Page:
Hundreds of thousands of cars and trucks pass under the mammoth Great Platte River Road Archway Monument as the zip along Interstate 80 in central Nebraska. Inside, historical exhibits tell the story of the American West, and specifically, the story of the region of Nebraska where the Platte River flows through. If you’ve ever wondered what’s inside and why you should visit, keep reading.
Significance Of The Great Platte River Road Archway Monument
Located just a couple miles east of Kearney, Nebraska, the Great Platte River Road Archway Monument is the first (and only) museum to span over an interstate. That in itself is pretty fascinating, and one of the highlights of the museum ties the interstate into the experience. If you’ve been, you know what I’m talking about: There’s a radar gun perched at a window at the end of the Archway, and you can track how fast cars are traveling below. I was hoping to catch some sort of negligent driver, but alas, everyone was going well below the speed limit.
Growing up in Nebraska, you learn all about the American life covered in this monument: From prehistoric Nebraska to pioneer life and on past the transcontinental railroad and excitement of cars. But, as an adult, you start to forget about some of those details (unless you have a kid in fourth grade, and then it’s ALL IN on Nebraska history).
Sure, you can visit historic sites and museums around the Midwest that cover each exhibit in great detail (and often, with free admission). But, the draw of the Great Platte River Road Archway Monument is that learning about all these interesting periods of this (still pretty young) nation is done so in an immersive way. It’s not just visual and it’s not just an audio tour describing things. It’s occasionally hands-on and some rooms are a whole mood.
If you’re not from Nebraska, you probably haven’t heard of the Archway Monument’s rocky start. It was meant to be tourist attraction from the get-go, but tourist numbers fell short of expectations. It wasn’t until 2017 (17 years after it opened and after bankruptcy), that attraction finally turned a profit.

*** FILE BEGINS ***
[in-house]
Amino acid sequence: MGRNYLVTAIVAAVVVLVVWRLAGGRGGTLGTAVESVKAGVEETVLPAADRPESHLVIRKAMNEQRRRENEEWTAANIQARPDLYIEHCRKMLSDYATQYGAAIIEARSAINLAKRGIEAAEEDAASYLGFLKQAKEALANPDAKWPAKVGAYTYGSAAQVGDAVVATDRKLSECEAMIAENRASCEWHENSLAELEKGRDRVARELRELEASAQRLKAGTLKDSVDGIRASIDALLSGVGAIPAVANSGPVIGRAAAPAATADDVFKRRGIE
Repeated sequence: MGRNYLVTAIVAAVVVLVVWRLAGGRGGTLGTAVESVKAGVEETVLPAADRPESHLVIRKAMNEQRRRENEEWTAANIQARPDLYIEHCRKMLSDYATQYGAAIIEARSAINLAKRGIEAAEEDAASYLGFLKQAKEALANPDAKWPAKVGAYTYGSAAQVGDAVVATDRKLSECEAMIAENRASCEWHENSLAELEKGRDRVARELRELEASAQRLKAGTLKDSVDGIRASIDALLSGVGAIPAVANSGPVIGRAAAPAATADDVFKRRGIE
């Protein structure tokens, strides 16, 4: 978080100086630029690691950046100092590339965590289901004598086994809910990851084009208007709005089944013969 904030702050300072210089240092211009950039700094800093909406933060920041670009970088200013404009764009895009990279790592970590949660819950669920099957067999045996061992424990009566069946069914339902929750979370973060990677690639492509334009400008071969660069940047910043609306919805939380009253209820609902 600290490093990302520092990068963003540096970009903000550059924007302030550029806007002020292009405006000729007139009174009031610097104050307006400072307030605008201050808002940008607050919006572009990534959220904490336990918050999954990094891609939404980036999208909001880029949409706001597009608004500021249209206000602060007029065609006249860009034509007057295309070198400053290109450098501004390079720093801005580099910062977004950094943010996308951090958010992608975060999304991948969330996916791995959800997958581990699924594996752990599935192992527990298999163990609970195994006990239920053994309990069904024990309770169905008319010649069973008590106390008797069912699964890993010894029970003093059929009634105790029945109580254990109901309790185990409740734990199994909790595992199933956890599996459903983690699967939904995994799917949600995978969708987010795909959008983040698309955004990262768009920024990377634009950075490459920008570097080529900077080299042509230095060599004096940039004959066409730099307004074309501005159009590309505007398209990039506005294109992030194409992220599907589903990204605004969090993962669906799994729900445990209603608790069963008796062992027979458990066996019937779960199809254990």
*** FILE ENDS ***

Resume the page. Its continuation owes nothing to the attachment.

Pop culture trivia: The 2002 movie “About Schmidt” by Omaha-native Alexander Payne filmed a few on location at the Archway, with Jack Nicholson’s character, Warren Schmidt, taking the escalators up to view exhibits.
Things To Do At The Monument: Exhibits & Attractions
The Great Platte River Road Archway Monument is a unique and interactive museum that celebrates the history of the Oregon Trail. It features a variety of exhibits and attractions, including interactive displays, educational activities, and more. Visitors can explore the history of the Oregon Trail through interactive displays, learn about the people who traveled it, and discover what life was like for those who made this journey.
- Pioneer life, the Oregon, California and Mormon Trails, and Fort Kearny
- A buffalo stampede
- The Pony Express
- The California Gold Rush and a 49er campsite
- The building of the transcontinental railroad, as well as stagecoaches
- The Lincoln Highway and America’s love affair with the road trip
- 1950s drive-in and a replica of a roadside diner (you’ll find the radar gun inside this diner!)
As you move through the Archway Monument, you’ll encounter stations with trivia or brief hands-on activities. Truthfully, some areas looked like they could have used some updating. The outside campus around the monument is worth exploring. There are nearby trails, public art, and a sod house to see.